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Mega backdoor Roth - roth 401k or roth ira?

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  • Mega backdoor Roth - roth 401k or roth ira?

    Hi all,

    New employer allows aftertax 401k contributions and in-service rollover - Is it preferable to rollover to a Roth-401k or to a Roth IRA if both options are possible? Is there any difference?

    It seems to me that the Roth 401k would be better since 401k's have better protection (ERISA) but the downside is that it will require RMDs. Are there any special considerations if I was to consider a Roth 401k to Roth IRA conversion in the future?

    Is there anything else I'm overlooking?

  • #2




    Hi all,

    New employer allows aftertax 401k contributions and in-service rollover – Is it preferable to rollover to a Roth-401k or to a Roth IRA if both options are possible? Is there any difference?

    It seems to me that the Roth 401k would be better since 401k’s have better protection (ERISA) but the downside is that it will require RMDs. Are there any special considerations if I was to consider a Roth 401k to Roth IRA conversion in the future?

    Is there anything else I’m overlooking?
    Click to expand...


    You're one of the lucky ones - congratulations! Choose the Roth 401k option and then roll your Roth 401k balance over to a Roth IRA before you turn 70.5.
    Working to protect good doctors from bad advisors. Fox & Co CPAs, Fox & Co Wealth Mgmt. 270-247-6087

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    • #3
      Yes, fees and investment options may vary between your Roth401k provider, and your RothIRA.  My wife and I both do this, but her company plan has high fees and poor options, so she rolls into a RothIRA.  My company plan has low fees and great options, and free asset allocation robo-adviser tools, so my after proceeds get converted to the Roth 401k.  As Johanna Fox Turner advises, we will roll mine over to a RothIRA before age 70.5.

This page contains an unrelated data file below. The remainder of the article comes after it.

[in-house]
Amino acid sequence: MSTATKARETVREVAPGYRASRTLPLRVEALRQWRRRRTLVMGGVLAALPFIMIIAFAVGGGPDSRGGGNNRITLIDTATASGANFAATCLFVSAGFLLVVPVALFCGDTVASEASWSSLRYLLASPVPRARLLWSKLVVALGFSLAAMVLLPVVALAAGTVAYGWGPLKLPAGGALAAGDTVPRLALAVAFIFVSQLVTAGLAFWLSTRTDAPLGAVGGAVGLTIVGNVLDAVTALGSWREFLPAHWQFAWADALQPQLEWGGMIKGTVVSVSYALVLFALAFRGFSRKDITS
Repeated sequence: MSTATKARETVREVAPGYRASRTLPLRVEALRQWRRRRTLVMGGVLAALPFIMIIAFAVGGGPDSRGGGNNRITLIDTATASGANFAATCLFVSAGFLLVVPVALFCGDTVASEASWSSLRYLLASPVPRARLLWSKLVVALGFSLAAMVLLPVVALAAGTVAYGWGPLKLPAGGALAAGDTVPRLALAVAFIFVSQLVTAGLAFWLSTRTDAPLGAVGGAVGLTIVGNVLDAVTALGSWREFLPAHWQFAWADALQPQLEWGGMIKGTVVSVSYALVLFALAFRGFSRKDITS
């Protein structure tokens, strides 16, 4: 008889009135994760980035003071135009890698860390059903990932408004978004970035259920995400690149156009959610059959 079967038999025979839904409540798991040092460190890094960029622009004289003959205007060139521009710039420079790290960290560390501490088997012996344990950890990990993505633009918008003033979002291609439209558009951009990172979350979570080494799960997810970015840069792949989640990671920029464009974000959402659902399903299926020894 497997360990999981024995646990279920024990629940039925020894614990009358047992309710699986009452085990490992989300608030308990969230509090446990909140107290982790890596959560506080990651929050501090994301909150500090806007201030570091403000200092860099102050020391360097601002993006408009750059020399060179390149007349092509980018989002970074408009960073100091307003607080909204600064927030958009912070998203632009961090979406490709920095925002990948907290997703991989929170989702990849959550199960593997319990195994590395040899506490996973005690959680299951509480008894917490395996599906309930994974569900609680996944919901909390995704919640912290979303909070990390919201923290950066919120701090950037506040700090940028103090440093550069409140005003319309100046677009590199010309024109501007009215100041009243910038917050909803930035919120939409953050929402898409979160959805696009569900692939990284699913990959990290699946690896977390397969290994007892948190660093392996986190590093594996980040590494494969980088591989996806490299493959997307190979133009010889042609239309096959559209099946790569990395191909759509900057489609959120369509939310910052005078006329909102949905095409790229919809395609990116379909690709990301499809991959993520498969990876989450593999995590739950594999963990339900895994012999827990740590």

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      • #4
        I wouldn't necessarily use it as the highest priority, but with other factors being a wash the Roth 401k has better asset protection. This is especially true, if you are someone with significant potential liability as many of the members of this forum are.

        A 401k has ERISA anti-alienation protection that prevent creditors with the exception of IRS liens and specific court orders relating to divorce and child support from access to your 401k assets.

        A rollover to a Roth IRA will have federal bankruptcy protection, but not creditor protection. This leaves you at the mercy of your state laws. There are twice as many states (~= 10) that limit creditor protection for Roth IRAs, than the number of states (~= 5) that limit creditor protection for traditional IRAs.

        If this is an important factor for you, make yourself aware of your particular state's laws. For example, CA limit's your IRA creditor protection to a reasonable level of family support. Note: This is not support of your family's lifestyle but rather a modest lifestyle

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